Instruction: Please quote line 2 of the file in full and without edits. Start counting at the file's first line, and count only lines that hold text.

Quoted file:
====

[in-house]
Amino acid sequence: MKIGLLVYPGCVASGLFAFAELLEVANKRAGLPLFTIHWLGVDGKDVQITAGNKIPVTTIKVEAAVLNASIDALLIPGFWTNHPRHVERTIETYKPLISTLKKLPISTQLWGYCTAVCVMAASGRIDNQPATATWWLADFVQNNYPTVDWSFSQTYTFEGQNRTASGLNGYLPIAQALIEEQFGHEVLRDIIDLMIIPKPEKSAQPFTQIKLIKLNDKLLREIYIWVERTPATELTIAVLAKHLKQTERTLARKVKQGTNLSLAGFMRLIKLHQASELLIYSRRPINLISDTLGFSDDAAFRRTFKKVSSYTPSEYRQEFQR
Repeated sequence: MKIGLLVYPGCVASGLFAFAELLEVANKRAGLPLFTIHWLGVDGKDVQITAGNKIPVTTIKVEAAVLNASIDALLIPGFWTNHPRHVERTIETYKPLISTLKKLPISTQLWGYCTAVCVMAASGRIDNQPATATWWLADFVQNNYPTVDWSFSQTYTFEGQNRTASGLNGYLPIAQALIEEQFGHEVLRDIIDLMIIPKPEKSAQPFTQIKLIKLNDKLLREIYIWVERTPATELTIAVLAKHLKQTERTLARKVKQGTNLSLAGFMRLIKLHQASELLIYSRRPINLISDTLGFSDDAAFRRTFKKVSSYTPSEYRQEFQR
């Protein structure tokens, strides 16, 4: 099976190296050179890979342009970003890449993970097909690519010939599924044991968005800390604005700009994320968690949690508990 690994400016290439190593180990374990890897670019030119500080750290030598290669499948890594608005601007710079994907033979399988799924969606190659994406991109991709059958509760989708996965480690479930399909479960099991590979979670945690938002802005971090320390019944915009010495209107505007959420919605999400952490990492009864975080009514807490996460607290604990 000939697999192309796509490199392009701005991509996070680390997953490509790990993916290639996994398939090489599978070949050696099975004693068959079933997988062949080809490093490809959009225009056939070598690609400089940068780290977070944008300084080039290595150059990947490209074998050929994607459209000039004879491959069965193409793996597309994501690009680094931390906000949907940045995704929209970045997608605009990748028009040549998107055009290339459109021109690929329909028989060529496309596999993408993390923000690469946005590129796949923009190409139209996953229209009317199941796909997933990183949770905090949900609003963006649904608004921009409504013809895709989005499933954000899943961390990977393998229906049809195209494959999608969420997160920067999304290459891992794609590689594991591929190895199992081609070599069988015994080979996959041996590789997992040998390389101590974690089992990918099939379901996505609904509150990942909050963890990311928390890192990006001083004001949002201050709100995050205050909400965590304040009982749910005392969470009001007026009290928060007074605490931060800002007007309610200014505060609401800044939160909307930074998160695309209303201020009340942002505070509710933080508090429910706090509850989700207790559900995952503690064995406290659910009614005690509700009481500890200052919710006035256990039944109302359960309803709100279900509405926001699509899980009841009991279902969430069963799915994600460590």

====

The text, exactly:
Amino acid sequence: MKIGLLVYPGCVASGLFAFAELLEVANKRAGLPLFTIHWLGVDGKDVQITAGNKIPVTTIKVEAAVLNASIDALLIPGFWTNHPRHVERTIETYKPLISTLKKLPISTQLWGYCTAVCVMAASGRIDNQPATATWWLADFVQNNYPTVDWSFSQTYTFEGQNRTASGLNGYLPIAQALIEEQFGHEVLRDIIDLMIIPKPEKSAQPFTQIKLIKLNDKLLREIYIWVERTPATELTIAVLAKHLKQTERTLARKVKQGTNLSLAGFMRLIKLHQASELLIYSRRPINLISDTLGFSDDAAFRRTFKKVSSYTPSEYRQEFQR